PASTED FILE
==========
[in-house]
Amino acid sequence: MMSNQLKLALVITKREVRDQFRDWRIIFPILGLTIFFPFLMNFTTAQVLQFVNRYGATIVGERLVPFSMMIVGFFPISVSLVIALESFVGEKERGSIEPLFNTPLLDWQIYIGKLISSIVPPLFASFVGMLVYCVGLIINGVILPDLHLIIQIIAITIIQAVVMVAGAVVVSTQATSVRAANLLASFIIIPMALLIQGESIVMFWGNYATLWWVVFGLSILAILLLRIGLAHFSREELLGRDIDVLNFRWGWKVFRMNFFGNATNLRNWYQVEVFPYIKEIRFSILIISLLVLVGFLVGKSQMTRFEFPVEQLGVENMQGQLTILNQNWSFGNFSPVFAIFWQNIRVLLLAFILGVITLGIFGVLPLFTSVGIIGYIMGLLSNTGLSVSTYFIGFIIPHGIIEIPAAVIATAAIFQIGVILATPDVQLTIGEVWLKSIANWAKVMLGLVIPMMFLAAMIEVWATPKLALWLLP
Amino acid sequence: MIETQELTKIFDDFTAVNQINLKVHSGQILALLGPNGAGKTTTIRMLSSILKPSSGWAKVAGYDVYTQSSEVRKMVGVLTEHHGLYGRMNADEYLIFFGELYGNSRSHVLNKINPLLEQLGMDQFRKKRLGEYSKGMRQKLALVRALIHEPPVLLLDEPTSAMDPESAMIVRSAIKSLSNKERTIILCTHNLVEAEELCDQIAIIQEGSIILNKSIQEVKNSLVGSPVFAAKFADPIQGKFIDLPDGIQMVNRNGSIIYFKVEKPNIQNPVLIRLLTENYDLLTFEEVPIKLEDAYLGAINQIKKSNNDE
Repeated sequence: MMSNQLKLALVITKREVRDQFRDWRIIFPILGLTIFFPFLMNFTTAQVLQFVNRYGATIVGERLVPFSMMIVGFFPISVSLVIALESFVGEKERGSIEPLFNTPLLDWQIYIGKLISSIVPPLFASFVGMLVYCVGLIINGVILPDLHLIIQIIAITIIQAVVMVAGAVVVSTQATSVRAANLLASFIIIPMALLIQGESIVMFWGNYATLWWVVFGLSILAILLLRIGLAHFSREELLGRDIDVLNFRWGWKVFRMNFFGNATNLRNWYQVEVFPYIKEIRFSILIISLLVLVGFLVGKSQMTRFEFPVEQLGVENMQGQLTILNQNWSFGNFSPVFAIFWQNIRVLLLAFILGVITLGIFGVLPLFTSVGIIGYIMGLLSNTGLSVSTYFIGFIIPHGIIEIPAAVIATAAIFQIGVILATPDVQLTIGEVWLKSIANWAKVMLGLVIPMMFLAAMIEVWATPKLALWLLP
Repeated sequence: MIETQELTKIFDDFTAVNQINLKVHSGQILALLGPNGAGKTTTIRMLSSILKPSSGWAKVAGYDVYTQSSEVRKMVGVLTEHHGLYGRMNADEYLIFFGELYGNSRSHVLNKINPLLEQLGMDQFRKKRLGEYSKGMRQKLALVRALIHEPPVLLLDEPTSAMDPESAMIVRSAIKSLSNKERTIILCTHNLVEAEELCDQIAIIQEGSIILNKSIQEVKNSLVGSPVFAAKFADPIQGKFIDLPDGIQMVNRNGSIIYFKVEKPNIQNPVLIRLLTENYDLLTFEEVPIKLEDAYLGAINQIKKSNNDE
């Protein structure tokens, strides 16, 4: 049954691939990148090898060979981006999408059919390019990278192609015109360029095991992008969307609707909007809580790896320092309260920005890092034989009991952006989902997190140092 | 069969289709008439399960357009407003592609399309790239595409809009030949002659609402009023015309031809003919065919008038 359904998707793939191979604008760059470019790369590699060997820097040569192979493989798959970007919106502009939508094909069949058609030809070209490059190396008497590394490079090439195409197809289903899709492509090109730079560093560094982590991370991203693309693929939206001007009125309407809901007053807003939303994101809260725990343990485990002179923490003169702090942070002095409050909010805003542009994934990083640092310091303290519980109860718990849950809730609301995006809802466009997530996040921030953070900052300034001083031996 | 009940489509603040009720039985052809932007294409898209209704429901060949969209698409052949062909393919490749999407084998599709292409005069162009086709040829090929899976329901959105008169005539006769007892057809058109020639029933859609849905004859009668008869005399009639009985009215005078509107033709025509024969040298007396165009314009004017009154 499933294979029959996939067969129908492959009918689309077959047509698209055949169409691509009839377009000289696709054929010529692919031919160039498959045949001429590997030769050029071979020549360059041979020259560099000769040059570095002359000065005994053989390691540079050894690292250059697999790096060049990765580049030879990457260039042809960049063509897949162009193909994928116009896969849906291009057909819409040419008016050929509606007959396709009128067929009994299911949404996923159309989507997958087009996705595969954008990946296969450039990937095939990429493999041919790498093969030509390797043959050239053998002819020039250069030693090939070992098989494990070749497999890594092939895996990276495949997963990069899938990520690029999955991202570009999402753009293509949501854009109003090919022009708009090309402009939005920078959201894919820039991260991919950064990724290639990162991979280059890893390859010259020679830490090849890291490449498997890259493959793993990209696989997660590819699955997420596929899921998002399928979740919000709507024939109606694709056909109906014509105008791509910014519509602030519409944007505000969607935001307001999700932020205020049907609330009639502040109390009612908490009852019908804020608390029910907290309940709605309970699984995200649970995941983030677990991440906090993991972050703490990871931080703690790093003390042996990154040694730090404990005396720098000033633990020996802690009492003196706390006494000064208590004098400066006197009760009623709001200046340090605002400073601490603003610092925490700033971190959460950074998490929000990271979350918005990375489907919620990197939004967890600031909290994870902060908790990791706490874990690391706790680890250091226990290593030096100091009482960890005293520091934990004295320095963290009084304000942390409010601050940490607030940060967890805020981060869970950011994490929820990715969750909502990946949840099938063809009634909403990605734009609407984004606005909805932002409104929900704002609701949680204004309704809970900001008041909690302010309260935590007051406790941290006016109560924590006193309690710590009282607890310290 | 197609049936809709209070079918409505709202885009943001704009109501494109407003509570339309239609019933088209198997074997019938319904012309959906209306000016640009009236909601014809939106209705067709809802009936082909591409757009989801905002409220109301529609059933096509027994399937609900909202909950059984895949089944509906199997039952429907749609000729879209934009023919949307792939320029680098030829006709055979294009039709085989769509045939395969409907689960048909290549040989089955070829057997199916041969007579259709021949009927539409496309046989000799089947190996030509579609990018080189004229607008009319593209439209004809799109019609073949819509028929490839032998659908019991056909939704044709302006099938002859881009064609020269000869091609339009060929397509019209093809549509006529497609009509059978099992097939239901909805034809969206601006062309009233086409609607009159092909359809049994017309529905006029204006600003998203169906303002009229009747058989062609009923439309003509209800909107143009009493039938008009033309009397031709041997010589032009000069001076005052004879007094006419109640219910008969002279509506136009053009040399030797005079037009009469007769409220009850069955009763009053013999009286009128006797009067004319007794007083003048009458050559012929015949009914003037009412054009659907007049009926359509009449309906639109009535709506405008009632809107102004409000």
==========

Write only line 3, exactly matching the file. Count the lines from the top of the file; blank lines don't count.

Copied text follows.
Amino acid sequence: MIETQELTKIFDDFTAVNQINLKVHSGQILALLGPNGAGKTTTIRMLSSILKPSSGWAKVAGYDVYTQSSEVRKMVGVLTEHHGLYGRMNADEYLIFFGELYGNSRSHVLNKINPLLEQLGMDQFRKKRLGEYSKGMRQKLALVRALIHEPPVLLLDEPTSAMDPESAMIVRSAIKSLSNKERTIILCTHNLVEAEELCDQIAIIQEGSIILNKSIQEVKNSLVGSPVFAAKFADPIQGKFIDLPDGIQMVNRNGSIIYFKVEKPNIQNPVLIRLLTENYDLLTFEEVPIKLEDAYLGAINQIKKSNNDE